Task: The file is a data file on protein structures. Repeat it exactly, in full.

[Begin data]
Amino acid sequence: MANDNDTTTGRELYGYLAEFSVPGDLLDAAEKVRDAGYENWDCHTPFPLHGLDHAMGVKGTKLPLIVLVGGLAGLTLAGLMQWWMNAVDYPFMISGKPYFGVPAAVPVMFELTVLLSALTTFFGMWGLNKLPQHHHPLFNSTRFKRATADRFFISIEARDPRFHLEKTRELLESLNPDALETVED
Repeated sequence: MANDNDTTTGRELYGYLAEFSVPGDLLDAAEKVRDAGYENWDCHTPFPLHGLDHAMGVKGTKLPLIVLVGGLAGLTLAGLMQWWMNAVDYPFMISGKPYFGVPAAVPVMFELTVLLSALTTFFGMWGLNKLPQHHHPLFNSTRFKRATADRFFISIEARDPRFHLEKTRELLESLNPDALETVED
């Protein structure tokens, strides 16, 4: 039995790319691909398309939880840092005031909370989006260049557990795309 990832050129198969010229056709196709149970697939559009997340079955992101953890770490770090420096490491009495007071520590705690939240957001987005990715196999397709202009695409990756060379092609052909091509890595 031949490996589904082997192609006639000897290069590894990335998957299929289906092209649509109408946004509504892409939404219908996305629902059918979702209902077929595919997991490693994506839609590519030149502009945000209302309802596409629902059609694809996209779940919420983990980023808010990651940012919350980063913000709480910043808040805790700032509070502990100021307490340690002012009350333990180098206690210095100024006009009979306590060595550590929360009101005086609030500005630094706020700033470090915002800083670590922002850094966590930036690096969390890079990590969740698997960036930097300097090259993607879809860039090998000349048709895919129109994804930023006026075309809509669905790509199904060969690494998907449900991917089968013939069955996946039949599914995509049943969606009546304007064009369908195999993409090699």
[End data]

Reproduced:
Amino acid sequence: MANDNDTTTGRELYGYLAEFSVPGDLLDAAEKVRDAGYENWDCHTPFPLHGLDHAMGVKGTKLPLIVLVGGLAGLTLAGLMQWWMNAVDYPFMISGKPYFGVPAAVPVMFELTVLLSALTTFFGMWGLNKLPQHHHPLFNSTRFKRATADRFFISIEARDPRFHLEKTRELLESLNPDALETVED
Repeated sequence: MANDNDTTTGRELYGYLAEFSVPGDLLDAAEKVRDAGYENWDCHTPFPLHGLDHAMGVKGTKLPLIVLVGGLAGLTLAGLMQWWMNAVDYPFMISGKPYFGVPAAVPVMFELTVLLSALTTFFGMWGLNKLPQHHHPLFNSTRFKRATADRFFISIEARDPRFHLEKTRELLESLNPDALETVED
């Protein structure tokens, strides 16, 4: 039995790319691909398309939880840092005031909370989006260049557990795309 990832050129198969010229056709196709149970697939559009997340079955992101953890770490770090420096490491009495007071520590705690939240957001987005990715196999397709202009695409990756060379092609052909091509890595 031949490996589904082997192609006639000897290069590894990335998957299929289906092209649509109408946004509504892409939404219908996305629902059918979702209902077929595919997991490693994506839609590519030149502009945000209302309802596409629902059609694809996209779940919420983990980023808010990651940012919350980063913000709480910043808040805790700032509070502990100021307490340690002012009350333990180098206690210095100024006009009979306590060595550590929360009101005086609030500005630094706020700033470090915002800083670590922002850094966590930036690096969390890079990590969740698997960036930097300097090259993607879809860039090998000349048709895919129109994804930023006026075309809509669905790509199904060969690494998907449900991917089968013939069955996946039949599914995509049943969606009546304007064009369908195999993409090699």